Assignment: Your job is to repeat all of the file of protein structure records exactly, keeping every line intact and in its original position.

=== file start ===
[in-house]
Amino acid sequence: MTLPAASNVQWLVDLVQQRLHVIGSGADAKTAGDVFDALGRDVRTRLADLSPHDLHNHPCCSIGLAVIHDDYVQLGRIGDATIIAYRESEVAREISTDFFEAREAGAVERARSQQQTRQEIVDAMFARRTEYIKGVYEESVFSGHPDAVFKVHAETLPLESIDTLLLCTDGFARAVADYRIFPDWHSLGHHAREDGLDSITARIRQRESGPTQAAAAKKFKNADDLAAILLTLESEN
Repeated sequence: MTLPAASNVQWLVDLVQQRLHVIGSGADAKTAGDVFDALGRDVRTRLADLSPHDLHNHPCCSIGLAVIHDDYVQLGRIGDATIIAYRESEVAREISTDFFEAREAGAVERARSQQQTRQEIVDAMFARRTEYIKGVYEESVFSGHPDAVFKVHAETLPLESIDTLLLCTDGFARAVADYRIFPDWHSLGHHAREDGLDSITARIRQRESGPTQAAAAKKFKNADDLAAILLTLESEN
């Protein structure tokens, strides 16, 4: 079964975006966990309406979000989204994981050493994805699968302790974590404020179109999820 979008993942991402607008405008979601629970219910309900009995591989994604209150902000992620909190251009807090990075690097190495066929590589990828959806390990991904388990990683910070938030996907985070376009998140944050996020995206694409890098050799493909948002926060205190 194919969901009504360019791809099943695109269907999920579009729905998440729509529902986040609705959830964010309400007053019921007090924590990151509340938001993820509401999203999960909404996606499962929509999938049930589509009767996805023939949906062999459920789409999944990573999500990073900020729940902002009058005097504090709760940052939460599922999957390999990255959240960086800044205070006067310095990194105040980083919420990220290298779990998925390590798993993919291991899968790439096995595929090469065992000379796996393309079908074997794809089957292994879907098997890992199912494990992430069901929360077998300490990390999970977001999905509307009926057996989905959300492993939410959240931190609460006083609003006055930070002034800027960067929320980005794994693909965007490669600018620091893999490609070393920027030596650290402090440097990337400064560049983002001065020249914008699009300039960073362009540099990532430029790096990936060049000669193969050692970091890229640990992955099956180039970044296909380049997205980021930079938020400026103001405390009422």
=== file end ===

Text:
[in-house]
Amino acid sequence: MTLPAASNVQWLVDLVQQRLHVIGSGADAKTAGDVFDALGRDVRTRLADLSPHDLHNHPCCSIGLAVIHDDYVQLGRIGDATIIAYRESEVAREISTDFFEAREAGAVERARSQQQTRQEIVDAMFARRTEYIKGVYEESVFSGHPDAVFKVHAETLPLESIDTLLLCTDGFARAVADYRIFPDWHSLGHHAREDGLDSITARIRQRESGPTQAAAAKKFKNADDLAAILLTLESEN
Repeated sequence: MTLPAASNVQWLVDLVQQRLHVIGSGADAKTAGDVFDALGRDVRTRLADLSPHDLHNHPCCSIGLAVIHDDYVQLGRIGDATIIAYRESEVAREISTDFFEAREAGAVERARSQQQTRQEIVDAMFARRTEYIKGVYEESVFSGHPDAVFKVHAETLPLESIDTLLLCTDGFARAVADYRIFPDWHSLGHHAREDGLDSITARIRQRESGPTQAAAAKKFKNADDLAAILLTLESEN
């Protein structure tokens, strides 16, 4: 079964975006966990309406979000989204994981050493994805699968302790974590404020179109999820 979008993942991402607008405008979601629970219910309900009995591989994604209150902000992620909190251009807090990075690097190495066929590589990828959806390990991904388990990683910070938030996907985070376009998140944050996020995206694409890098050799493909948002926060205190 194919969901009504360019791809099943695109269907999920579009729905998440729509529902986040609705959830964010309400007053019921007090924590990151509340938001993820509401999203999960909404996606499962929509999938049930589509009767996805023939949906062999459920789409999944990573999500990073900020729940902002009058005097504090709760940052939460599922999957390999990255959240960086800044205070006067310095990194105040980083919420990220290298779990998925390590798993993919291991899968790439096995595929090469065992000379796996393309079908074997794809089957292994879907098997890992199912494990992430069901929360077998300490990390999970977001999905509307009926057996989905959300492993939410959240931190609460006083609003006055930070002034800027960067929320980005794994693909965007490669600018620091893999490609070393920027030596650290402090440097990337400064560049983002001065020249914008699009300039960073362009540099990532430029790096990936060049000669193969050692970091890229640990992955099956180039970044296909380049997205980021930079938020400026103001405390009422």